For Cambridge businesses involved in leading edge technology the issue of ownership of inventions is fundamental to their business. Although the rules on who owns what as between an employer and employee have been around a long time, there is very little publically available information on what (if any) compensation an employee receives when she invents something which is belongs to her employer under those rules but which results in huge profits for that employer. That has all changed now as we have had two cases recently which focus on just that issue. In the most recent case the patent in question earned the company £23 million in royalties - so quite a lot to fight for!  

In the first of the cases GE Healthcare was ordered to pay compensation of £1.5 million to two of its ex-employees, for their contribution in creating a diagnostic tool for detecting heart defects. Amazingly this was the first ever case in the UK where the courts actually awarded compensation to an employee inventor.

It’s vital to understand that when an employee makes an invention, an employer can’t assume that it will always own that invention nor that it can exploit that invention without any obligation to compensate the employee. So before looking at the case itself it’s therefore worth reminding ourselves exactly what the rules say about ownership of patents and compensation.

Under the Patents Act, an invention made by an employee will only belong to her employer if it was made in the course of her normal duties (or duties specifically assigned to her). But that of itself is not enough – there is a second test which must also be satisfied ie the circumstances must be such that an invention might “reasonably be expected” to result from the carrying out those duties.

Any other invention made by an employee will not automatically be owned by the employer and in any event no clause in a contract which diminishes the rights of an employee in future inventions can be enforced against those employees. The other point to note is that the initial written contract of employment isn’t necessarily the sole determinant of what the “normal duties” of an employee actually are. Extra or different duties arising from an extension or narrowing of the employee’s initial duties may, over the course of time, become “normal”.

So what does the employee get out of all this cleverness? In the UK the Patents Act recognises that it would be unfair for an employer to make huge sums of money out of an employee’s work without some form of compensation to that employee. It therefore provides a procedure allowing the employee to apply to court for an award of compensation. However the courts will only actually award such compensation if the invention or the patent for it (or the combination of the two) is of “outstanding benefit” to the employer having regard among other things to the size and nature of the employer's undertaking and because of that it is “just” that the employee should be awarded compensation from the employer.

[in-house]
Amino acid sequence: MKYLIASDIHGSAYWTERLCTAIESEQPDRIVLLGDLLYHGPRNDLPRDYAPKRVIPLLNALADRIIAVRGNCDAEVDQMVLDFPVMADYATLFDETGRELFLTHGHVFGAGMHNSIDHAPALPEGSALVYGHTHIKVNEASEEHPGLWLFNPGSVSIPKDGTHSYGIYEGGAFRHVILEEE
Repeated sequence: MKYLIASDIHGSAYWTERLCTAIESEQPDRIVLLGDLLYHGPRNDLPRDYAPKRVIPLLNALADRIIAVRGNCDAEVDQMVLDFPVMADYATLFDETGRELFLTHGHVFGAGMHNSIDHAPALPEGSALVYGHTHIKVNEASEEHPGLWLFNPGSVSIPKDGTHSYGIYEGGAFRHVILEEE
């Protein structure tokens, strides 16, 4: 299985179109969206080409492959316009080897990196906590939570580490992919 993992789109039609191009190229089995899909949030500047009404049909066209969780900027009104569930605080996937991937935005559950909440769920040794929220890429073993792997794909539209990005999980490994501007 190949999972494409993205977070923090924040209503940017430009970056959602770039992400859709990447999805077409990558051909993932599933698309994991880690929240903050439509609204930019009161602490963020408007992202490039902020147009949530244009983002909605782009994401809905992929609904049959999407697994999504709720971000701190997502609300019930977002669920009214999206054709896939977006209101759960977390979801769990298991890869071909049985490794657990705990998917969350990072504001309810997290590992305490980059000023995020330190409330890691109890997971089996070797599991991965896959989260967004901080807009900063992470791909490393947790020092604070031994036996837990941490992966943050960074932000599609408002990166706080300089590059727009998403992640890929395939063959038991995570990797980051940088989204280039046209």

Of course the two hundred dollar (or in this £23 million) question is what is meant by ‘outstanding benefit’? The GE Healthcare case has made it clear that in determining the benefit and its value, the law calculates the benefit by comparing the company’s actual position with the position it would have been in if the invention hadn’t been made or the patent not been granted. The court also said that the employee has to prove that the invention or patent actually caused the benefit.

The second question relates to what is a “just and fair” reward to the employee? In this respect the court said that you have to look at the pay and any other rewards that the employee has already received for making the invention; you also have to consider the extent of the employee’s effort and skill in making the invention balanced against advice and assistance from by any other employee, whilst at the same time taking account of the employer’s contribution of advice, facilities and other assistance, opportunities and managerial and commercial skills.

The most recent case concerns a battle between Unilever and a retired employee, Professor Shanks. The professor invented a glucose measuring device used in blood testing kits for diabetics. The patent in question was transferred to a Unilever subsidiary for £220,000 but went on to earn the subsidiary company £23 million in royalties. Unilever tried to run the argument that the court should look at what it got for the patent not what it’s associated company received. However, the court said that it is not possible for an employer to evade its duty to pay compensation to an inventor employee by transferring the rights in the invention to another associated company, for a nominal amount.

Clearly, common sense prevailed and so this case makes it clear that any benefit gained by the associated company can be treated as the benefit gained by the employer.

However all is not yet over on this one – Professor Shanks has won on the principle that he should receive compensation but has to go back to court to argue as to exactly how much he should – so watch this space to see how much of £23 million is fair and reasonable for the professor to get – hopefully something useful for his retirement!

This article was first published in Business Weekly, 17-21 February 2011.